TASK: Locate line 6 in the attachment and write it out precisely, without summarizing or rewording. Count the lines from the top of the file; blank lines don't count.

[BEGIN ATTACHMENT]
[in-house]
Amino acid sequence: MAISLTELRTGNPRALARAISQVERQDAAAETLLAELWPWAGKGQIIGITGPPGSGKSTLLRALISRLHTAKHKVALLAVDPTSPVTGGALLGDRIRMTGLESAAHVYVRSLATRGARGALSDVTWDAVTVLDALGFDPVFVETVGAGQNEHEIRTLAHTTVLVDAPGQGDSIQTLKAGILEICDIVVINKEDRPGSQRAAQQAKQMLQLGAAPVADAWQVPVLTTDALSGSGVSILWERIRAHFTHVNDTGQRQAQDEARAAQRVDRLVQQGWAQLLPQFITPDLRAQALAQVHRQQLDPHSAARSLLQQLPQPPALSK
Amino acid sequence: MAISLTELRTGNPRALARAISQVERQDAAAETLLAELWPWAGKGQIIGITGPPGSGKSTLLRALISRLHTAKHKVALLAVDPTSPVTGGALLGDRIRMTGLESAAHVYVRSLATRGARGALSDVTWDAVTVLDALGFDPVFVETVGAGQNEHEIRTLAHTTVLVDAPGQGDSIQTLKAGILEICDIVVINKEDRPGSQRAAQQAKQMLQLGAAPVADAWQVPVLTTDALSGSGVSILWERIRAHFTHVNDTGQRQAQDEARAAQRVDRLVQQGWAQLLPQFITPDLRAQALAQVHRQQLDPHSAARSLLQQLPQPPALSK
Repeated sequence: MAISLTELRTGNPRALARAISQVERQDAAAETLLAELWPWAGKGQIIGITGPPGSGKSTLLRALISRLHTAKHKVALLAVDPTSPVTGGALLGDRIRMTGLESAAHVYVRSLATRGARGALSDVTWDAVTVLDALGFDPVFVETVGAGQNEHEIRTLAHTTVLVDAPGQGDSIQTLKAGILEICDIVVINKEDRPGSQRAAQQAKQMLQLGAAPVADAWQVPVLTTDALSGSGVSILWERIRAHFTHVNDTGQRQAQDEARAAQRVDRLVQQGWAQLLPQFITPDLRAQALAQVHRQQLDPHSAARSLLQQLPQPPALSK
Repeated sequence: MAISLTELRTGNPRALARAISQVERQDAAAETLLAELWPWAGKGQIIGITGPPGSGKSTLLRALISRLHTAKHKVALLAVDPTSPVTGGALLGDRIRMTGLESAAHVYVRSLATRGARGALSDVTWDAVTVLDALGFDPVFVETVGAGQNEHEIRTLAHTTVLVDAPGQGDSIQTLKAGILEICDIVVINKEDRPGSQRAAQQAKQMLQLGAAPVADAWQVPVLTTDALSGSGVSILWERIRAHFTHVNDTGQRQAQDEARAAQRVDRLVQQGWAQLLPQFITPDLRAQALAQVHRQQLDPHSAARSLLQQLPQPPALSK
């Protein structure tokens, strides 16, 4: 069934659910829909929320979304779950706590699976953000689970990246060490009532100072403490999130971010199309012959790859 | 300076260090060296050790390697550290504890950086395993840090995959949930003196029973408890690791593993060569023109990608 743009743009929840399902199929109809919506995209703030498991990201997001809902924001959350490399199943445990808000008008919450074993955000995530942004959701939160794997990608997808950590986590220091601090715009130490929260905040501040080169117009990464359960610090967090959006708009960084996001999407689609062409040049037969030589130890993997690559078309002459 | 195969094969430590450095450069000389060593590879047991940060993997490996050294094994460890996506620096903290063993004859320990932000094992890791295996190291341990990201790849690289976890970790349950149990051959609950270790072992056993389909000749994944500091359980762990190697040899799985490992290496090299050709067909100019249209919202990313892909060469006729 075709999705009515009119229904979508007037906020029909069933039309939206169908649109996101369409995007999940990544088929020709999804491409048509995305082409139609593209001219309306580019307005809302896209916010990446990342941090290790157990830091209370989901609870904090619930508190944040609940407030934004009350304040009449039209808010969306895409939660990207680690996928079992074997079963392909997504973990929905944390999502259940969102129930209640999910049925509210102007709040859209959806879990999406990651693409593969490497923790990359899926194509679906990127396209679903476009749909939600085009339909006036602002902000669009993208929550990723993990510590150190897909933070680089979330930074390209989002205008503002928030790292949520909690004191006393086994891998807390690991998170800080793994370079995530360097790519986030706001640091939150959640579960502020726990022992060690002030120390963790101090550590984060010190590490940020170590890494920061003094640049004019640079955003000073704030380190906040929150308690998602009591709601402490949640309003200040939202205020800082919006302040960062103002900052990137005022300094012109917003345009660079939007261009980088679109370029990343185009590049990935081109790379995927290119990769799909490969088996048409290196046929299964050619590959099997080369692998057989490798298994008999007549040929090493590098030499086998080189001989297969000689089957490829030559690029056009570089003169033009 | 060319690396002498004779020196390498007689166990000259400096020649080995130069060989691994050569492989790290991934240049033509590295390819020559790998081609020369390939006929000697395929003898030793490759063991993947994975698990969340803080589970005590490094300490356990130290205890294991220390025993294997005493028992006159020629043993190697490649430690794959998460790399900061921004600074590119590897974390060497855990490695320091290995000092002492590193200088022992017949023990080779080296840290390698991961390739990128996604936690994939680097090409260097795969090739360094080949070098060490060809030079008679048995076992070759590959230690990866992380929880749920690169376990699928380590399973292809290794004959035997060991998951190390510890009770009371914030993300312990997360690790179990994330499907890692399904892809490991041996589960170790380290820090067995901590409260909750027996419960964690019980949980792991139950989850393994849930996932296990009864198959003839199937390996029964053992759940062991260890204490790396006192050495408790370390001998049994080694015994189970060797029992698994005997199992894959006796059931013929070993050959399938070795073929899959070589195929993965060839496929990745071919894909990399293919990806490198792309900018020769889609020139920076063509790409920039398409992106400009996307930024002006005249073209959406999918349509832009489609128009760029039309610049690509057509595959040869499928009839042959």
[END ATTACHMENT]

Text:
């Protein structure tokens, strides 16, 4: 069934659910829909929320979304779950706590699976953000689970990246060490009532100072403490999130971010199309012959790859 | 300076260090060296050790390697550290504890950086395993840090995959949930003196029973408890690791593993060569023109990608 743009743009929840399902199929109809919506995209703030498991990201997001809902924001959350490399199943445990808000008008919450074993955000995530942004959701939160794997990608997808950590986590220091601090715009130490929260905040501040080169117009990464359960610090967090959006708009960084996001999407689609062409040049037969030589130890993997690559078309002459 | 195969094969430590450095450069000389060593590879047991940060993997490996050294094994460890996506620096903290063993004859320990932000094992890791295996190291341990990201790849690289976890970790349950149990051959609950270790072992056993389909000749994944500091359980762990190697040899799985490992290496090299050709067909100019249209919202990313892909060469006729 075709999705009515009119229904979508007037906020029909069933039309939206169908649109996101369409995007999940990544088929020709999804491409048509995305082409139609593209001219309306580019307005809302896209916010990446990342941090290790157990830091209370989901609870904090619930508190944040609940407030934004009350304040009449039209808010969306895409939660990207680690996928079992074997079963392909997504973990929905944390999502259940969102129930209640999910049925509210102007709040859209959806879990999406990651693409593969490497923790990359899926194509679906990127396209679903476009749909939600085009339909006036602002902000669009993208929550990723993990510590150190897909933070680089979330930074390209989002205008503002928030790292949520909690004191006393086994891998807390690991998170800080793994370079995530360097790519986030706001640091939150959640579960502020726990022992060690002030120390963790101090550590984060010190590490940020170590890494920061003094640049004019640079955003000073704030380190906040929150308690998602009591709601402490949640309003200040939202205020800082919006302040960062103002900052990137005022300094012109917003345009660079939007261009980088679109370029990343185009590049990935081109790379995927290119990769799909490969088996048409290196046929299964050619590959099997080369692998057989490798298994008999007549040929090493590098030499086998080189001989297969000689089957490829030559690029056009570089003169033009 | 060319690396002498004779020196390498007689166990000259400096020649080995130069060989691994050569492989790290991934240049033509590295390819020559790998081609020369390939006929000697395929003898030793490759063991993947994975698990969340803080589970005590490094300490356990130290205890294991220390025993294997005493028992006159020629043993190697490649430690794959998460790399900061921004600074590119590897974390060497855990490695320091290995000092002492590193200088022992017949023990080779080296840290390698991961390739990128996604936690994939680097090409260097795969090739360094080949070098060490060809030079008679048995076992070759590959230690990866992380929880749920690169376990699928380590399973292809290794004959035997060991998951190390510890009770009371914030993300312990997360690790179990994330499907890692399904892809490991041996589960170790380290820090067995901590409260909750027996419960964690019980949980792991139950989850393994849930996932296990009864198959003839199937390996029964053992759940062991260890204490790396006192050495408790370390001998049994080694015994189970060797029992698994005997199992894959006796059931013929070993050959399938070795073929899959070589195929993965060839496929990745071919894909990399293919990806490198792309900018020769889609020139920076063509790409920039398409992106400009996307930024002006005249073209959406999918349509832009489609128009760029039309610049690509057509595959040869499928009839042959």